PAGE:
Advances in exponential technology happen fast — too fast for Singularity Hub to cover them all. This weekly bulletin points to significant developments to keep readers in the know.
No fake smiles for the camera
Just as George Orwell predicted, today’s computers can detect human emotions by tracking our facial expressions. One AI project proposed that a camera behind the steering wheel could monitor drivers for signs of road rage. Naturally, marketers are also salivating over the emotion-detection technology. So far, most programs have tallied seven emotions, but a new study published in the Proceedings of the National Academy of Science used a computer to identify 21 distinct emotional expressions. The new model identifies, for instance, whether a person is pleasantly or unpleasantly surprised.
Custom-made replacement parts for the human body are an exciting new frontier in medical research. But most doctors could be forgiven for thinking they’re science fiction, because so few of the advances made in the lab has reached the point where they can be used on real patients. Muscles, for example, can be grown from stem cells, but they don’t necessarily work as they should. Duke University researchers made an important step in a mouse study, growing muscles that in turn grew blood vessels and veins that allowed them to contract forcefully and heal themselves after injury.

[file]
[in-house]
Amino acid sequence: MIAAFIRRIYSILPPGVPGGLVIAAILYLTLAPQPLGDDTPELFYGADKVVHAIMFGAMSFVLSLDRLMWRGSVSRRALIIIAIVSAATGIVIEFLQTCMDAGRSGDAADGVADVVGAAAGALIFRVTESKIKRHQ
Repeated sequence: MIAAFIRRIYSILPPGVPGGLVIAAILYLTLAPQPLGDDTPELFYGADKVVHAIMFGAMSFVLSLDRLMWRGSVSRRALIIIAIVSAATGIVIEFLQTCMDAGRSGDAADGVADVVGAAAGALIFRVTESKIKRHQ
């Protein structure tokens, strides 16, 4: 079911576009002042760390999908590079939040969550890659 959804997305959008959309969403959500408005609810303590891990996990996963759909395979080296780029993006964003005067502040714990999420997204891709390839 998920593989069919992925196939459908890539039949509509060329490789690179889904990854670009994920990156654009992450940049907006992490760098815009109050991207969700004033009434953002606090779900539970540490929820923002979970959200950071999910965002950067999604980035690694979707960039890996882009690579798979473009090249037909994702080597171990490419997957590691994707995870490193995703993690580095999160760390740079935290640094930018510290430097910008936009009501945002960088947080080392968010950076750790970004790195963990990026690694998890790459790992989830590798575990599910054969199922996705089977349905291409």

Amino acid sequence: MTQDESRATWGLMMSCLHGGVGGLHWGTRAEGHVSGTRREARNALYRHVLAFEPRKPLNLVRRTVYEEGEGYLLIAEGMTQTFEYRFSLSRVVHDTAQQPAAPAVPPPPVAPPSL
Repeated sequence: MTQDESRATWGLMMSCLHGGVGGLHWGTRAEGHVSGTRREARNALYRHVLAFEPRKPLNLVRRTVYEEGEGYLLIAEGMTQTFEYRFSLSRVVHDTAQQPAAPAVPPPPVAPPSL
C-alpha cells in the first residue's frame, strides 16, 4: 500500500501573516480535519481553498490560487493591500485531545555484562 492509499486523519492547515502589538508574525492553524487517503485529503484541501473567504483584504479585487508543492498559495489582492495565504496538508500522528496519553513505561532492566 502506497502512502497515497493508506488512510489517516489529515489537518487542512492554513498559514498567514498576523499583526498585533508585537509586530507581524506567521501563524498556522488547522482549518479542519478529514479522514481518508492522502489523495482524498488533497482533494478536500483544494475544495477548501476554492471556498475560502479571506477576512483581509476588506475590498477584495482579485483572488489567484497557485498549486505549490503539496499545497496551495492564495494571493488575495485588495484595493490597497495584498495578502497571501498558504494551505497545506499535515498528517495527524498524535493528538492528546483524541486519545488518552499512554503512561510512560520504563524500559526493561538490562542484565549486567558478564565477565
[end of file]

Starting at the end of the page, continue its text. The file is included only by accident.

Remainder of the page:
Blowin' in the Wind
Wind power has not taken off as fast as solar. In fact, the total amount of electrical power generated by wind fell globally in 2013. But wind power has surged in some unexpected places — like Texas, one of the most conservative states in the union. March was a particularly windy month in the Lone Star State, leading turbines to provide more energy at a given moment than they ever had before. At the time the record was set, 30 percent of the power the state was using came from wind, according to the Electric Reliability Council of Texas.
A beautiful mind
As brain research increasingly focuses on the connectome — looking to understand exactly how signals travel through the brain — scientists need good graphical interfaces. One University of California San Francisco lab has put together a gorgeous and, researchers hope, useful video game-like visualization. The system projects brain signals captured through electroencephalography onto a Unity 3D graphical image of the individual’s brain based on Magnetic Resonance Imaging and Diffusion Tensor Imaging. Researchers can travel through the model to get a closer look here or there using a joystick.
Images: The Ohio State University, Duke University